Who’s Afraid of the Voting Rights Act?

Monday’s Supreme Court Decision on a key provision of the 1965 Voting Rights Act seems to have caught the civil rights community by surprise. The high court affirmed, for the time being, the validity of Section Five of the Act, which requires a pre-clearance before a municipality covered by it can bail out of it. The decision, however, seems to have raised as many questions as it answered.

The court allowed a Texas jurisdiction covered by the Voting Rights Act to opt out, largely because it had no past history of discrimination against black voters.


At the same time, they punted on the constitutionality of the Act itself. Maybe that’s because Congress passed an extension back in 2006, and  an 8-1 majority decided they didn’t want to be the ones that struck it down. The ruling did allow for challenges in the future, and make no mistake, those will come, and come quickly.

There are those who would argue that the election of Barack Obama makes the Voting Rights Act obsolete (knock wood, the court wasn’t one of them).

What nonsense! One need only look at various attempts (mostly by Republicans) to pass voter ID laws to realize that attempts to disenfranchise people of color and the poor are alive and well.


Chief Justice Roberts was right when he said “The South has changed”. That, however, would mandate an update of Section 5, not gutting the Act itself.

Isn’t it ironic that some of the same politicians who criticize President Obama for not being forceful enough in speaking out about elections in Iran want to gut a law that provided for free and fair elections here?

And what specific harm has the Voting Rights Act done to America?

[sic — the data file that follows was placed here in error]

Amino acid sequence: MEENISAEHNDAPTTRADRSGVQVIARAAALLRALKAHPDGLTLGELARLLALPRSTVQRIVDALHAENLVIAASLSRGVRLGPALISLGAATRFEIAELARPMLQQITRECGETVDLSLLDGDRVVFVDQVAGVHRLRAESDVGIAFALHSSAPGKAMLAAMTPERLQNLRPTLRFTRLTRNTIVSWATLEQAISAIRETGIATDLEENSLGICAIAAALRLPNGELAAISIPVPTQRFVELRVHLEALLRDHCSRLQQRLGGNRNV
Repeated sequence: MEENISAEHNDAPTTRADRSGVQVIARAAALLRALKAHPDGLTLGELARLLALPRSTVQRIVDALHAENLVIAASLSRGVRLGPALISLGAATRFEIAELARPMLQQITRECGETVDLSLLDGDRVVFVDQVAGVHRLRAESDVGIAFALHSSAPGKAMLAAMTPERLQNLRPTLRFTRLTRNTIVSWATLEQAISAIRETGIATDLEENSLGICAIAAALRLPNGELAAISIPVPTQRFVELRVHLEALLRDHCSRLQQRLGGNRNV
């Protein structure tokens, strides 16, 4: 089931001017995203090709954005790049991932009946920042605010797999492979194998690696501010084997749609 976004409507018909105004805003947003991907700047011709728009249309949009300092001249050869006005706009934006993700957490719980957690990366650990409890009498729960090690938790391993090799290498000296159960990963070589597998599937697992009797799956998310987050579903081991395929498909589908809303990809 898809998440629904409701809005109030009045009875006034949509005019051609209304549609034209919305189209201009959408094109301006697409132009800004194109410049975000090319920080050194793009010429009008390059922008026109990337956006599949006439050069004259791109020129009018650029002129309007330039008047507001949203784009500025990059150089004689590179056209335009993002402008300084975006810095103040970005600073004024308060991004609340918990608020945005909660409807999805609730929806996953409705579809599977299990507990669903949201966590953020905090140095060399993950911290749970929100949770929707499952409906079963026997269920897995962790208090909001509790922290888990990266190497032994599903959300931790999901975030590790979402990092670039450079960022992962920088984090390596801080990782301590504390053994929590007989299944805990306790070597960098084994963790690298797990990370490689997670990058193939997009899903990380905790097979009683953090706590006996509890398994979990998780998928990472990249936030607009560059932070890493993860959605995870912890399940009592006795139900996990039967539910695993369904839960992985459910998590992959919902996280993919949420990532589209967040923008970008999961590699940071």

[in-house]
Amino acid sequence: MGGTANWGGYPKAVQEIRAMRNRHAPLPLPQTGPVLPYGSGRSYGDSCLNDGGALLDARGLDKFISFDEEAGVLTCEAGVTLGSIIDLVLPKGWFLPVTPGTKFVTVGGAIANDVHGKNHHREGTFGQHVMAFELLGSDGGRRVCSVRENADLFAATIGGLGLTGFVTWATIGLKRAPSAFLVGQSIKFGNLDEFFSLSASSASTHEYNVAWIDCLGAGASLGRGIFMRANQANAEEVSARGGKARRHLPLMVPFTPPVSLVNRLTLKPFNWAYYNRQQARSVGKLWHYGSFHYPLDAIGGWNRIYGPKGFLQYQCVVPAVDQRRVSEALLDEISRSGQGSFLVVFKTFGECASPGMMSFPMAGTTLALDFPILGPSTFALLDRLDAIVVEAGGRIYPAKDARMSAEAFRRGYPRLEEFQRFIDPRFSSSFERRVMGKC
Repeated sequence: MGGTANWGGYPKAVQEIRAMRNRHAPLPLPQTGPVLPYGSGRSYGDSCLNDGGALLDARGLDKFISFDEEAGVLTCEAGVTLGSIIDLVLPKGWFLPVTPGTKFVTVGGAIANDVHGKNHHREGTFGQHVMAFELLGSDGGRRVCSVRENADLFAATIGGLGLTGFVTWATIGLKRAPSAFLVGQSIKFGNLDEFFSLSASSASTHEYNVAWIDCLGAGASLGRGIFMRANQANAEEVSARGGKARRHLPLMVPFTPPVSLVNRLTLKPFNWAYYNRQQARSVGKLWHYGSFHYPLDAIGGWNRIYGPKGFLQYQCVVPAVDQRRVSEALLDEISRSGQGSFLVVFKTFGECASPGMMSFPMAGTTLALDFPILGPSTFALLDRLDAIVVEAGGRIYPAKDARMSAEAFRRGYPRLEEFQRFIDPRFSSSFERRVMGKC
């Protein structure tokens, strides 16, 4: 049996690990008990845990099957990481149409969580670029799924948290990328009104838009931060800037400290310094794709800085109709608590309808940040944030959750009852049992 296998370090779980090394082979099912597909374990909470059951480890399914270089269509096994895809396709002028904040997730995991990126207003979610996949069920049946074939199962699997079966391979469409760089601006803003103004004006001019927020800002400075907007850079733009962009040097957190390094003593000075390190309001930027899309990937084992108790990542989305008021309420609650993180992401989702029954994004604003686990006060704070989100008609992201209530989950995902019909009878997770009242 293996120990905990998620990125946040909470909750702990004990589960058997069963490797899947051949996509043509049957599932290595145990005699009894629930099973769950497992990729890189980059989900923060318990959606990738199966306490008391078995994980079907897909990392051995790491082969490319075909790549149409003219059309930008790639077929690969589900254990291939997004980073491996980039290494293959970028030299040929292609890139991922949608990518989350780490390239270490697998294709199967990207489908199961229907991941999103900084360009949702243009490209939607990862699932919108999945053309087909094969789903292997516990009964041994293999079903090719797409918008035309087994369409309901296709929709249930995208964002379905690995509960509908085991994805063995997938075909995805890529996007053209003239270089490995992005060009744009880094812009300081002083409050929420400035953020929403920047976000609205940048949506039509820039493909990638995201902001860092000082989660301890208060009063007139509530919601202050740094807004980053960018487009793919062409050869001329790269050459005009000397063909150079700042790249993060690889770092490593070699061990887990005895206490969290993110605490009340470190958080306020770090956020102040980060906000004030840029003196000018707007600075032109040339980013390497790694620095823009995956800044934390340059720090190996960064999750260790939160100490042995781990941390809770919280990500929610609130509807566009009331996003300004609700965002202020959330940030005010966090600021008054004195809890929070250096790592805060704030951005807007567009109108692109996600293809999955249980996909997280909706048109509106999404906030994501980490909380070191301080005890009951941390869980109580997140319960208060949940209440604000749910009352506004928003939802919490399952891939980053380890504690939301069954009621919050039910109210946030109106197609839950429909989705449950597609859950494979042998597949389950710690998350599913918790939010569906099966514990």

Has it disenfranchised Americans, as was the practice of many jurisdictions prior to 1965? Has the Justice Dept. been accused of using Section Five (or any other section for that matter) in an arbitrary manner?

No, the effort here, and on the part of some conservatives in Congress, was to eviscerate the Act before the redistricting that will come with next year’s census. Some states, free of the Act and on the brink of passing voter ID laws, could draw legislative lines that could make it that much more difficult to elect people of color. Some of those places are not in the South. But then, the Voting Rights Act didn’t just cover the South.

I’ve posted my personal mea culpa on this blog in the past to those who sounded the alarm about the Act back before Congress extended it. It wasn’t that I thought it wasn’t needed, I just never thought Congress would let it lapse without renewal. I may have been right about that, but I was wrong about the need for continued vigilance. If the recent p;ast has taught us anything, it’s that taking rights for granted can sometimes lead to them vanishing before our eyes.

What do you think? Was Monday’s Supreme Court ruling on the Voting Rights Act a victory?


2 Comments Add yours

  1. sanda says:

    Really good posting, Mr. Riley. I don’t have a driver’s license, etc. I hope I still can vote
    in future elections. (Older, not African-American, disabled, woman with a surname different than on my birth certificate: Rep. John Conyers has been good on the topic.)

  2. I relish, lead to I found just what I used to be looking for.
    You have ended my 4 day long hunt! God Bless you man. Have a
    nice day. Bye

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